Learn how to improve the quality of your design ideas by getting input from every team member. Rather than building a product based on your first idea, it's better to explore multiple options. See how ideation techniques like design charrettes make sure that every team members' ideas are recognized, sparking new and better ideas that you can incorporate in to your final design.
- Now you've turned your customer research into tools…that you can use to help you build a product…that people would really want to use.…You have your experience map, your pain points,…your goals, and your personas.…It would be a shame to waste all this effort…by just going ahead and building the first idea…that comes to mind from the research.…That's because your first idea isn't likely…to be your best one.…Getting together as a team…and building off each other's ideas…is much more likely to give you an optimal solution.…I like to get the team together to do an ideation exercise.…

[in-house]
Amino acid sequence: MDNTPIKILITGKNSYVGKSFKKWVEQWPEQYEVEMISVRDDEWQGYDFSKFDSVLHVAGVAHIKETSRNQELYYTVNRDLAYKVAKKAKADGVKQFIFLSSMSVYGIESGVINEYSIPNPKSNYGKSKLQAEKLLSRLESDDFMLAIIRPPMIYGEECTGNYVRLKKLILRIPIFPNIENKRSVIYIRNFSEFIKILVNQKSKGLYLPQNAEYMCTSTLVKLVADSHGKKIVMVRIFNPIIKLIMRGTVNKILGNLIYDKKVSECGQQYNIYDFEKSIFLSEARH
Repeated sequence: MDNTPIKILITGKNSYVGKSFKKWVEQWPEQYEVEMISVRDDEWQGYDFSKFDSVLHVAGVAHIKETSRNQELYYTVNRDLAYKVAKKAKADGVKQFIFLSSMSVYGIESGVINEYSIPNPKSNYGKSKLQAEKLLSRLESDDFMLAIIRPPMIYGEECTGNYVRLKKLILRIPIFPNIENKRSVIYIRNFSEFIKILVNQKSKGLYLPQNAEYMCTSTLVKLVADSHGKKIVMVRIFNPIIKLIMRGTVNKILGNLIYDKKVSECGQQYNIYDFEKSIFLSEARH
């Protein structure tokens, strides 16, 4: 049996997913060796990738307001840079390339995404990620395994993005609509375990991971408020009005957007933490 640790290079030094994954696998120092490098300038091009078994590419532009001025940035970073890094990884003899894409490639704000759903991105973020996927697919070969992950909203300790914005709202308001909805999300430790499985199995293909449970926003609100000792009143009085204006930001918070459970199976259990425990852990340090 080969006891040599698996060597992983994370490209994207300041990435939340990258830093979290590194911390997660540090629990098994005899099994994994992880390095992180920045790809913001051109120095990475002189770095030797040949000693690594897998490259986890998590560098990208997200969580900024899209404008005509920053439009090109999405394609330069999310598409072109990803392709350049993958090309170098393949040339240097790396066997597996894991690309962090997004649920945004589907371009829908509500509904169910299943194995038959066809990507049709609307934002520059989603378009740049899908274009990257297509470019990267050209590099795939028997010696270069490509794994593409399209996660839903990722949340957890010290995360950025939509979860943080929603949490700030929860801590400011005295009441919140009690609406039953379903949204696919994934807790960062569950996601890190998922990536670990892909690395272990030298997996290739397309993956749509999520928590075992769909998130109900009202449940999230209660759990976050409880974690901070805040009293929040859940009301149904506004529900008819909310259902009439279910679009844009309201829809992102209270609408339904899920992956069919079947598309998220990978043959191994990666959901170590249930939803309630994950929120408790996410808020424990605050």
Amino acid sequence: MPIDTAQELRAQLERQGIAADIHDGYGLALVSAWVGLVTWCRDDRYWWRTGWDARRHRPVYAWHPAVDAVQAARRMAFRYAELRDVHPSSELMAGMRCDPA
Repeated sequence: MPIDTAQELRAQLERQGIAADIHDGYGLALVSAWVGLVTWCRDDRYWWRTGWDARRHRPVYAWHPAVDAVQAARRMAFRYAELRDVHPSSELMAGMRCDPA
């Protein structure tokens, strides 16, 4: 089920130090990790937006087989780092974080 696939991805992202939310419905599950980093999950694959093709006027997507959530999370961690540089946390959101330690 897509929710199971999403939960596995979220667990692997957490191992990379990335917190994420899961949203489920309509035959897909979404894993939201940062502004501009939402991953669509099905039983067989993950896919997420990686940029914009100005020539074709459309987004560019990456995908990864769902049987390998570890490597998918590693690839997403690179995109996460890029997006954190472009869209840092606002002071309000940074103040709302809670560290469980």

In this environment, every team member spends some time…coming up with multiple different ideas on their own.…Once they've had some time, maybe just 15 minutes,…to quickly sketch out their ideas,…everyone takes it in turn to share what they drew…with the rest of the group.…Some of these ideas may be crazy,…but even those can inspire other people…to come up with workable solutions…they may never otherwise have considered.…Having everyone in the room is fun,…
Along the way, you'll learn who should be involved, what activities you need to perform, and how to observe users, come up with great ideas, test solutions with prototypes, and plan development. Plus, discover how to avoid the common issues that can get in the way of a successful design thinking session, and the traps that people fall into when using the process for the first time.
- Assembling a team
- Finding a location
- Watching real users
- Mapping the customer journey
- Identifying pain points
- Coming up with good ideas
- Testing ideas with real customers
- Planning development
- Understanding the benefits of design thinking